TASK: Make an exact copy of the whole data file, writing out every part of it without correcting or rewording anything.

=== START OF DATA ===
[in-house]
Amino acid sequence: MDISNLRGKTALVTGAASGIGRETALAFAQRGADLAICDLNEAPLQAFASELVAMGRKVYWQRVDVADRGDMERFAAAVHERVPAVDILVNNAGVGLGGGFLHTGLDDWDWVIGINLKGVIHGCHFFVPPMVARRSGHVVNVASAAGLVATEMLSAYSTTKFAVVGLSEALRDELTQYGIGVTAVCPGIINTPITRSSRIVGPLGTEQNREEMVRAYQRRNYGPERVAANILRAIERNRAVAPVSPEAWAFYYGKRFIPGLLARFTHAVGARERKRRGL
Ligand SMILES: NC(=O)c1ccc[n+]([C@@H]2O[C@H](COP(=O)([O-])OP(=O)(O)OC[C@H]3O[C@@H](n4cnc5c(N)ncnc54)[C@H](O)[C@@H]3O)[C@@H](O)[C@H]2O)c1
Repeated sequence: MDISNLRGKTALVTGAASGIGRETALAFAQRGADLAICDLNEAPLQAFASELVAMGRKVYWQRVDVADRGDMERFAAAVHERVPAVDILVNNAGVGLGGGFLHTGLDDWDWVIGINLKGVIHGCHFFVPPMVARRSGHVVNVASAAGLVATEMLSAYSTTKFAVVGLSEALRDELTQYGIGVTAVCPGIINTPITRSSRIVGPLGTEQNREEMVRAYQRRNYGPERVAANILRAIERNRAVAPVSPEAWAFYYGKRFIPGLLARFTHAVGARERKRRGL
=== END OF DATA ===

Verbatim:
[in-house]
Amino acid sequence: MDISNLRGKTALVTGAASGIGRETALAFAQRGADLAICDLNEAPLQAFASELVAMGRKVYWQRVDVADRGDMERFAAAVHERVPAVDILVNNAGVGLGGGFLHTGLDDWDWVIGINLKGVIHGCHFFVPPMVARRSGHVVNVASAAGLVATEMLSAYSTTKFAVVGLSEALRDELTQYGIGVTAVCPGIINTPITRSSRIVGPLGTEQNREEMVRAYQRRNYGPERVAANILRAIERNRAVAPVSPEAWAFYYGKRFIPGLLARFTHAVGARERKRRGL
Ligand SMILES: NC(=O)c1ccc[n+]([C@@H]2O[C@H](COP(=O)([O-])OP(=O)(O)OC[C@H]3O[C@@H](n4cnc5c(N)ncnc54)[C@H](O)[C@@H]3O)[C@@H](O)[C@H]2O)c1
Repeated sequence: MDISNLRGKTALVTGAASGIGRETALAFAQRGADLAICDLNEAPLQAFASELVAMGRKVYWQRVDVADRGDMERFAAAVHERVPAVDILVNNAGVGLGGGFLHTGLDDWDWVIGINLKGVIHGCHFFVPPMVARRSGHVVNVASAAGLVATEMLSAYSTTKFAVVGLSEALRDELTQYGIGVTAVCPGIINTPITRSSRIVGPLGTEQNREEMVRAYQRRNYGPERVAANILRAIERNRAVAPVSPEAWAFYYGKRFIPGLLARFTHAVGARERKRRGL